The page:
If THE AMAZING SPIDER-MAN 2 did one thing right it's the colour scheme. But that's about it.
One can easily discern the fact that its screenplay was written by four writers, and even though I hadn't expected two of those writers to be the ones who wrote the abominable STAR TREK INTO DARKNESS (2013), it honestly doesn't surprise me.
The film is overly long, punctuated by scenes pertaining to much irrelevance, in the greater scheme of things. Andrew Garfield is still terribly miscast, as is Jaime Foxx, and most of the film's characters are cookie cutter and two-dimensional; they each maintain one note, one philosophy, and we can predict their every move.
There are far too many stories to be found here. One of them focuses on the fact that Gwen Stacy (Emma Stone) breaks up with Peter Parker (Garfield) because she doesn't accept the fact that he'll always choose to be Spider-Man whenever he needs to be, and also because she'd been accepted into Oxford University, which is in England.
There's another story that contains an emotionally unstable, introverted, Spider-Man obsessed, electrical engineering genius named Max Dillon (Foxx) who falls into a vat of electric eels, and as a result is turned into a super-powered man who embodies and can control a tremendous amount of electricity. He is later self-dubbed Electro. Dillon was always ignored by others, feeling practically invisible, and when he's ignored by Spider-Man, Electro is born.
Then there's Parker's old friend Harry Osbourn (Dane DeHaan), son of the infamous Norman Osborn. Harry hadn't existed in the previous film and he comes into this film almost half way through. The film, then immediately tells the audience that these two guys were once best friends, that they have an extensive back-story, blah, blah, blah. There is no camaraderie here. Nothing clicks and nothing feels authentic or organic. Underwritten is an understatement, and it's also forced onto us. It's unpleasant.
Writing out the Harry character would have been a wise decision because his deal here is that he's dying from whatever had killed his father and now he wants Spider-Man's blood, seeing that those radioactive spiders had worked on a human being without killing the subject. Spider-Man says "no" to Harry and instantly makes an enemy out of him.
So, let me get this straight: Spider-Man ignores Max, so Max hates Spider-Man. Spider-Man says "no" to Harry, so Harry hates Spider-Man. Is this really how super villains are created these days? By being shunned by the hero? I would have much preferred the source material's approach: Electro was a bank robber and a professional thief. Spider-Man busted him once, and so they became enemies. Simple, no? And straight to the point! But I digress...
Then there's Donald Menken (Colm Feore), one of Oscorp Industry's top dogs who kicks Harry out of his CEO position and blah, blah, blah...
And then there's Aleksei Sytsevich (Paul Giamatti), a common criminal who at the start of the film hijacks a truck full of... stuff and whom is soon-after captured by Spider-Man. He is incarcerated and forgotten about until the final 3 minutes of the film. I'm not making this up. He takes up a good 15 minutes of the film and is entirely inconsequential.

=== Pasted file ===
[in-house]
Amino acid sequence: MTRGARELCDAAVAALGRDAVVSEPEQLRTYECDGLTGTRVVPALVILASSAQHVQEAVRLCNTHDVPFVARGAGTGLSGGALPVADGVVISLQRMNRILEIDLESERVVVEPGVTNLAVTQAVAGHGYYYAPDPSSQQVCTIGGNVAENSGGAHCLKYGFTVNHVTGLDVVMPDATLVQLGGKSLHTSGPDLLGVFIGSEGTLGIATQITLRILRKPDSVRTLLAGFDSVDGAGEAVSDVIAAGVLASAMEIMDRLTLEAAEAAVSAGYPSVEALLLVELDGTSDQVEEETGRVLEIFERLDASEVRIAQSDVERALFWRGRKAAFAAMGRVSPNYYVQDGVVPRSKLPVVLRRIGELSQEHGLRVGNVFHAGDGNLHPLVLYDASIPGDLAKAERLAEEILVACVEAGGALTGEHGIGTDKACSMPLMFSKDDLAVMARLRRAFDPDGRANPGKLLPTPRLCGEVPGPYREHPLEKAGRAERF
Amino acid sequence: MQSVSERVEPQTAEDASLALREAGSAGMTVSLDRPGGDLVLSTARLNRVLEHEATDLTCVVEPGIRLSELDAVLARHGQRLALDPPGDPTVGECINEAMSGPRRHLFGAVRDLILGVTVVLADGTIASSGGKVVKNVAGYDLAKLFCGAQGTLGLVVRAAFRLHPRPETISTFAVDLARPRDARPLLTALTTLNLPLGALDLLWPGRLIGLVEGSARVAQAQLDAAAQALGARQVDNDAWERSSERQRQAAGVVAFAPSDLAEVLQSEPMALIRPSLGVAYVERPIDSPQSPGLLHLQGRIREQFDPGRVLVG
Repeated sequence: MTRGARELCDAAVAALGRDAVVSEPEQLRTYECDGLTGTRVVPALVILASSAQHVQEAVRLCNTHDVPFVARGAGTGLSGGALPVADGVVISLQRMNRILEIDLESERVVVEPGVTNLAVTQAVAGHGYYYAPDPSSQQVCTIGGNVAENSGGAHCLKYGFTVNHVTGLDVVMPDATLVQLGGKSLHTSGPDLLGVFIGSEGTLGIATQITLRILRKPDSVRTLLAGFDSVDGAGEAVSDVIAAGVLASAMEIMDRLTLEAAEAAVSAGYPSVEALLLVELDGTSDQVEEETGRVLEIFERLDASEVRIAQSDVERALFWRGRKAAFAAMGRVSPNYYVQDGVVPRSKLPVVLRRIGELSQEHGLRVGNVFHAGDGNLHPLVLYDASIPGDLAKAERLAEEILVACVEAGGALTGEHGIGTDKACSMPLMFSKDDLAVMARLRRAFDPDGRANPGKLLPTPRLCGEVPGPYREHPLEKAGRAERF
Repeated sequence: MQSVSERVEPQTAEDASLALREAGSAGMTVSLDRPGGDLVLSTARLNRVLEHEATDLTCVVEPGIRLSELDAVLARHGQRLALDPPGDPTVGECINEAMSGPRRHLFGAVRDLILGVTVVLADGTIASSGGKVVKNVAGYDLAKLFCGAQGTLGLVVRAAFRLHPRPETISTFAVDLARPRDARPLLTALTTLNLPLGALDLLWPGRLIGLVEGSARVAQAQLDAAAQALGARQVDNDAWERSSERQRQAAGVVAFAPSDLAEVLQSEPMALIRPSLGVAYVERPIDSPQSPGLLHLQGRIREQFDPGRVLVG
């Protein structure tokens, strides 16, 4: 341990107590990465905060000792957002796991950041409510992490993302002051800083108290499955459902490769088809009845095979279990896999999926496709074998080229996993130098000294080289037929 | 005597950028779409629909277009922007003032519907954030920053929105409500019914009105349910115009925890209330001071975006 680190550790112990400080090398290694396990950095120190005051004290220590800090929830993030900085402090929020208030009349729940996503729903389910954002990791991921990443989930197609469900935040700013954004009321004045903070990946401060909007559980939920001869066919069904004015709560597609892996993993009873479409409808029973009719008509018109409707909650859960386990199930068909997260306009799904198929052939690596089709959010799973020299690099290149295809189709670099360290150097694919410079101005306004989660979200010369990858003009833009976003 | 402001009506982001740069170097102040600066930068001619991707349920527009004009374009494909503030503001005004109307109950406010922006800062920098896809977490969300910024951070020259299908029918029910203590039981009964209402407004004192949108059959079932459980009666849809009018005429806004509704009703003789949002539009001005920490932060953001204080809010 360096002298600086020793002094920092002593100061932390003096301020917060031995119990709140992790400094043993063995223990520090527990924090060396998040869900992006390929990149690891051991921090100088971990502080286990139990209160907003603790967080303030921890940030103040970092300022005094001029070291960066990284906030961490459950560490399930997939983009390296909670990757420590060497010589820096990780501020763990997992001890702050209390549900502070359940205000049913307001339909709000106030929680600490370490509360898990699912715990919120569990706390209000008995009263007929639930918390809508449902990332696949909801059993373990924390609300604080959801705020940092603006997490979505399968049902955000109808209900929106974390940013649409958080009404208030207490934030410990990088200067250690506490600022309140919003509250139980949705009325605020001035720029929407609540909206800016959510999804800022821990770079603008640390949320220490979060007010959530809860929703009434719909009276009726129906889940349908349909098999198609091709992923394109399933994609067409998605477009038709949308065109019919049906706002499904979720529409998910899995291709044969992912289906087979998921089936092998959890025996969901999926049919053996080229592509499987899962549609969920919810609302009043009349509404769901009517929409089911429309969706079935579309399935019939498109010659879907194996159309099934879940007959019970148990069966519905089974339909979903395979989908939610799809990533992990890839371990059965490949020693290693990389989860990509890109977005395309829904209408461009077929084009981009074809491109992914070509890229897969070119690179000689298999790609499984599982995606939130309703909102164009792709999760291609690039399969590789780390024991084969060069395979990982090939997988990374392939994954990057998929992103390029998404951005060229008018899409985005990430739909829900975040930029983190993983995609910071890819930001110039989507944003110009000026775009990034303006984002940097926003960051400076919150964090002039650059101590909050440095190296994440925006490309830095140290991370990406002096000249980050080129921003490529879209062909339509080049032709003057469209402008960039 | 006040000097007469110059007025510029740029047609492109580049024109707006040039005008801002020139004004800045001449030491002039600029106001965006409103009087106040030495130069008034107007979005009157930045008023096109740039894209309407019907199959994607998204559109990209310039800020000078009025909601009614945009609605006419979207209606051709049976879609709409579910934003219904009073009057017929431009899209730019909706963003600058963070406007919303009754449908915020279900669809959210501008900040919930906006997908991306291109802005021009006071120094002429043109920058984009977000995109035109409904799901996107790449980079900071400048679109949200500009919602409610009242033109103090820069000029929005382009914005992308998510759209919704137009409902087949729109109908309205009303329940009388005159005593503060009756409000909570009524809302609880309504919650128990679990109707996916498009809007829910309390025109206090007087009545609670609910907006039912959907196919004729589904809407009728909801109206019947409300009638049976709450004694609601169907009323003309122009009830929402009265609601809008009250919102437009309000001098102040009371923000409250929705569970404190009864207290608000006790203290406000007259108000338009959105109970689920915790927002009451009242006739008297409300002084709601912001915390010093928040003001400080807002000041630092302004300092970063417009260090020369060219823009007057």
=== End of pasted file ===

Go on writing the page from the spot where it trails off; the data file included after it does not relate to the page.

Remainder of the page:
Why he's in this film, also I do not know. Some say that he's here just so that he can become a big part of the third film. Well, here's a question for you: why not start the third film with a cold opening featuring Sytsevich? Take his opening in this film, remove it, and place it in the third film... (insert a sound of exhaustion here).
You see what's going on here? Overpaid Hollywood screenwriters believe that by cramming as much crap as possible into 140 minutes they're making a masterpiece, when in fact a proper story structure, character development, cause and consequence, and all of that other hullabaloo is what is required in order to compile a coherent and good screenplay. Sam Raimi's first two Spider-Man films had benefited by each only maintaining one villain. The villain of each film has a fully rendered character arc, is fully developed, and Doctor Octopus (SPIDER-MAN 2's villain) is, also entirely empathetic. Peter Parker was likeable in those those two films, as well. It's important for an audience to like its protagonist.
You may think that I've been going on for too long with this piece, droning on about "all that's wrong" with this film, etc. when in fact I've been pulling the WOLF OF WALL STREET (2013) concept of making this piece long and exhaustive so as to exemplify the problem with being excessive (except that Scorsese did it right). THE AMAZING SPIDER-MAN 2 is mostly filler, and yet whatever it tries to fill up is either inconsequential, uninteresting, or just plain "made up". Like Harry and Peter's shared childhood. This is a film, guys, not a stage play! It's show, don't tell! If you want to fill us in on their relationship don't just have them spout expository dialogue for five minutes telling us that "they go way back, man". It's cheap, it's annoying, and it's insulting.
While this is a better film than than its predecessor, by quite a bunch, it's still a lousy film. It's colourful and it looks good, but it's also devoid of good storytelling and characters that we can care about, there's far too much going on all at once, and it's far too long. I will watch the third film when it comes out and I will do so without any expectations. Hopefully it'll be, at least, slightly better than this film and might receive a 50% approval rate from me. Maybe, we'll see.